Skip to main content

International Journal of Interdisciplinary Research

Fashion and Textiles Cover Image

Charging device for wearable electromagnetic energy-harvesting textiles

Abstract

The study aims to develop charging devices for wearable electromagnetic energy harvesting textiles (WEHT). Electromagnetic energy through human movement can be easily and naturally generated and is not significantly affected by environmental factors, however, the electric current generated by the electromagnetic method of human movement is difficult to efficiently charge. Three charging circuits for use with wearable electromagnetic energy-harvesting textiles were developed. The three types of charging circuits developed are rectifier, voltage doubler, and voltage quadrupler circuits. The performances of the developed circuits were evaluated in comparison with a normal storage circuit, in which the generated energy is stored immediately. The results show that storage energy was generated from the WEHT in all the developed circuits, and the charging efficiency improved as the simulated walking frequency increased. Energy generated from wearable electromagnetic energy harvesting textiles has the highest storage efficiency when charged with a rectifier circuit. The rectifying circuit method showed a charging rate twice that of a normal storage circuit. The charging speed of the rectifier circuit was faster to reach 3.7 V, the nominal maximum barrier voltage of the single-cell lithium-ion batteries used in portable devices, than the normal charging circuit. In the voltage multiplier circuit, the voltage drop generated in the circuit was large, so the charging efficiency was not superior to the normal circuit or rectifier circuit. In conclusion, it is most effective to use a rectifier circuit for charging portable electronic devices using the energy harvested by wearable electromagnetic energy harvesting textiles.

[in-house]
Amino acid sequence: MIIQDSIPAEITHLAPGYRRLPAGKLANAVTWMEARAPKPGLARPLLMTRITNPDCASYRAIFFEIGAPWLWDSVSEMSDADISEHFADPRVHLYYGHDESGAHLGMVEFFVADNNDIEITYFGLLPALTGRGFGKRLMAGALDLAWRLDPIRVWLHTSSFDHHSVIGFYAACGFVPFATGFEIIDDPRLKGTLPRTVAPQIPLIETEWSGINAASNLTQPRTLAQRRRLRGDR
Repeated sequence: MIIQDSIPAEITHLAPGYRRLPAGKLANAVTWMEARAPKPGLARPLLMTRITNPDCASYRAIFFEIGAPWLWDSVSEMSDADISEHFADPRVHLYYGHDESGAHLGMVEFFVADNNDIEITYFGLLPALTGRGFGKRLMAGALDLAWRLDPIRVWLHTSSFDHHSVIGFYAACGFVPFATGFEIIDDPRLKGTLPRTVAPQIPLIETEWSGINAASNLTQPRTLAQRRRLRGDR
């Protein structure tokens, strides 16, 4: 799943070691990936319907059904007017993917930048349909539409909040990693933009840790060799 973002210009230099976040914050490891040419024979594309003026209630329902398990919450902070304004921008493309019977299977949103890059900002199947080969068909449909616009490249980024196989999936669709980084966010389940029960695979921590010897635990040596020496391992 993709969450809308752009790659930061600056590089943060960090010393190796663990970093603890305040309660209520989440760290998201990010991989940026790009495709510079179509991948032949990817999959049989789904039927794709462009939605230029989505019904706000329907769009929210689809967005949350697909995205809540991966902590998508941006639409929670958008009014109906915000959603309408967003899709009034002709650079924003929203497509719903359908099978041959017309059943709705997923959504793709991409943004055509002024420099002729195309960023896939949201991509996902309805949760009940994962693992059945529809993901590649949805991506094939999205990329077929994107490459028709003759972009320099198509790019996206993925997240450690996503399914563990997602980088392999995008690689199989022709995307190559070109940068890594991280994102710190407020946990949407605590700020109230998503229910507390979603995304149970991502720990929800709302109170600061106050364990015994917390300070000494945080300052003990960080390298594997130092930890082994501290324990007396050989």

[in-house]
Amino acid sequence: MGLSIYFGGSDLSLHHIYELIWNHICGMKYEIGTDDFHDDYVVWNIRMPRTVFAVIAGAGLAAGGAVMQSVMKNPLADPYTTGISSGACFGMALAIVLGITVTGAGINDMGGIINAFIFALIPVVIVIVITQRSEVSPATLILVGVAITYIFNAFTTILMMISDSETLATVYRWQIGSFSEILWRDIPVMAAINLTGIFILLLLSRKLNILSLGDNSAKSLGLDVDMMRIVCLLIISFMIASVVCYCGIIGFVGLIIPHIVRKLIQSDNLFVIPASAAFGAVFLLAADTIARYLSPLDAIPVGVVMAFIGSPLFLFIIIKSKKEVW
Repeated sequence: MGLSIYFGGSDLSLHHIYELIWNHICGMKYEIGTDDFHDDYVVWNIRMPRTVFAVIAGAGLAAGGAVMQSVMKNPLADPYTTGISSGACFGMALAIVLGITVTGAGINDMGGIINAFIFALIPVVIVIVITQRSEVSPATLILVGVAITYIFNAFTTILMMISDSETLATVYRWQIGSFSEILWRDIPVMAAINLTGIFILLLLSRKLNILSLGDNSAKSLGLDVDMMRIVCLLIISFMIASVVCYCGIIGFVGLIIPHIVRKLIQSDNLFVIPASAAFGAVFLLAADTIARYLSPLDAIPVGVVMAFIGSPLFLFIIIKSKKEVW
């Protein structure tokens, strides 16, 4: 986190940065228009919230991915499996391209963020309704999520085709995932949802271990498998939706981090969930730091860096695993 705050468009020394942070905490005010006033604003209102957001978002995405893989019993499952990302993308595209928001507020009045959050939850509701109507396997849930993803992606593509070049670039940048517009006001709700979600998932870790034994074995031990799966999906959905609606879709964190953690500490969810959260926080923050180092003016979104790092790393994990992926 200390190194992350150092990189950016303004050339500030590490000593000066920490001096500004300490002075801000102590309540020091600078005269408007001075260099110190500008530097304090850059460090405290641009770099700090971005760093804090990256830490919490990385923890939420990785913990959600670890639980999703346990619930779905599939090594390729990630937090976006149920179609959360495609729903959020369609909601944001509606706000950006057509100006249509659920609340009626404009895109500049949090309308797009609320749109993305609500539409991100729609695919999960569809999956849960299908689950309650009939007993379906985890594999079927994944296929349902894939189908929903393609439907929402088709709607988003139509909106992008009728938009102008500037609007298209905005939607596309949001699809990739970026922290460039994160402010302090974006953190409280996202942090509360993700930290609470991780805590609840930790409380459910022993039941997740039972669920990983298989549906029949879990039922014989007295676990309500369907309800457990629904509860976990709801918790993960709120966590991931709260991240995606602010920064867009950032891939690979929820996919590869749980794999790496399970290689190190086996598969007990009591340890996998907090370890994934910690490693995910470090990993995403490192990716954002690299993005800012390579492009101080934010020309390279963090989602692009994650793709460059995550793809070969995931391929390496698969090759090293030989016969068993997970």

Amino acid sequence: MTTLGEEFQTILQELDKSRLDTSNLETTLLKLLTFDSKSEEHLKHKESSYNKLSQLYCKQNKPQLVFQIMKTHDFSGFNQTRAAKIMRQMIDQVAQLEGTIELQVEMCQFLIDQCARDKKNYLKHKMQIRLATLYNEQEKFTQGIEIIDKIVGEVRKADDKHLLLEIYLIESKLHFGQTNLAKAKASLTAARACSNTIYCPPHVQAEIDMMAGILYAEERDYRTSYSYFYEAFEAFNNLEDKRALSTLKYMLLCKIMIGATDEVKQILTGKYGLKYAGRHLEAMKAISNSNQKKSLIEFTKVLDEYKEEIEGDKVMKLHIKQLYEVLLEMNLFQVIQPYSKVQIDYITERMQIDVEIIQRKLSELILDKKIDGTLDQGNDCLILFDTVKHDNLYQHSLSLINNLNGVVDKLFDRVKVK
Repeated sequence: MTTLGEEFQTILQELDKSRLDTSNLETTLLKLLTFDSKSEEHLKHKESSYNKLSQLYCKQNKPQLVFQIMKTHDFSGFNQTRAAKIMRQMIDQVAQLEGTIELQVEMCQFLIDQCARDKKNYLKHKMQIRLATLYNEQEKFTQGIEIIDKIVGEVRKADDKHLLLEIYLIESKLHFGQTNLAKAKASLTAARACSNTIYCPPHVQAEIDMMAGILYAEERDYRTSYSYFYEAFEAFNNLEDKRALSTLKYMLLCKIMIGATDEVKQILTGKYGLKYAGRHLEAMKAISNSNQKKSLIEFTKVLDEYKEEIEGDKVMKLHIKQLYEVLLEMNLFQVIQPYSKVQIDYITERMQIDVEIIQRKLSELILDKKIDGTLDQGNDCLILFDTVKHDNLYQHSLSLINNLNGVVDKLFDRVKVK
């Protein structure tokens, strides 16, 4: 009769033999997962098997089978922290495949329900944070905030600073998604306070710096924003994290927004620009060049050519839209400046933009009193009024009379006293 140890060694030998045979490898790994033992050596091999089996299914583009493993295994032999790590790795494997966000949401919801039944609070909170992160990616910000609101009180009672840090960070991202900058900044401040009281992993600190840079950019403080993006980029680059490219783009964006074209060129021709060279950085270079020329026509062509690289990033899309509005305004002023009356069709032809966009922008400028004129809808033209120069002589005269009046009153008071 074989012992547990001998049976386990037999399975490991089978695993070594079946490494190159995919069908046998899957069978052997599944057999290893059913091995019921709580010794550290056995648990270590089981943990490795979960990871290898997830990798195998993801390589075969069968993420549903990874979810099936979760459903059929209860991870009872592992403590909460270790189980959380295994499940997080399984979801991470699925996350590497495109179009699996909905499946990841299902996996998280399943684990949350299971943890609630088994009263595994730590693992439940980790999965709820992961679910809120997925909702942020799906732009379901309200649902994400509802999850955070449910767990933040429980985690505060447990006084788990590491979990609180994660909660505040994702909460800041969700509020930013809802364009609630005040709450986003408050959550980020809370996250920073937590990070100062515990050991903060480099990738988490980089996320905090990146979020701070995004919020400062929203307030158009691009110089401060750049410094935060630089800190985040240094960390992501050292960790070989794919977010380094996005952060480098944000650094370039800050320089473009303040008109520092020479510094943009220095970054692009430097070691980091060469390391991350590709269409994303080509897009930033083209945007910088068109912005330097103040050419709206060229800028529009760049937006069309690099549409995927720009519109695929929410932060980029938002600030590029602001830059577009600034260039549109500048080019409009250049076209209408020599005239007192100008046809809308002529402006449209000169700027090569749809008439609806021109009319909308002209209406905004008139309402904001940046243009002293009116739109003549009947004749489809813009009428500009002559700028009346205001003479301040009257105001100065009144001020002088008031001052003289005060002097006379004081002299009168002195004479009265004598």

Introduction

The population enjoying outdoor activities is increasing worldwide. As a consequence of this, the number of incidents leading to situations of distress caused by accidents, natural disasters, and other unfortunate events in outdoor areas is also increasing (Soulé et al. 2014). In remote and wilderness areas various items of special equipment related to life protection are needed (Vanpoulle et al. 2017). In particular, if someone participating in outdoor activities possesses communication-related equipment, the likelihood of survival in the event of distress increases (Soulé et al. 2014). However, since communication signals are usually weak in remote areas, the energy required for the use of communication equipment is significantly greater and batteries in portable communication devices are drained at a high rate. In addition, when temperatures are low, batteries discharge more quickly due to being outside of their optimal operational temperature range (Tampier et al. 2015). If a person in a remote location faces an emergency and their communication device batteries are exhausted, self-energy harvesting to recharge their devices could be lifesaving.

Walking is a natural human activity in outdoor environments, and is one of the most viable energy sources for sustainable self-energy harvesting. There have been many studies of self-energy harvesting using thermal, piezoelectric, triboelectric, photovoltaic, and electromagnetic energy produced by human motion (Ali et al. 2019; De Pasquale et al. 2013; Duffy and Carroll 2004; Halim and Park 2013; Halim et al. 2016, 2017; Hoffmann et al. 2013; Ishida et al. 2012; Jung et al. 2014; Kymissis et al. 1998; Li et al. 2017; Liu et al. 2014, 2015; Lou et al. 2019; Lu et al. 2020; Nia et al. 2017; Pillatsch et al. 2014; Saha et al. 2008, 2020; Wang et al. 2017a, b, c; Ylli et al. 2015; Yoshimura et al. 2011; Zhang et al. 2014; Zhao and You 2014; Zi et al. 2015).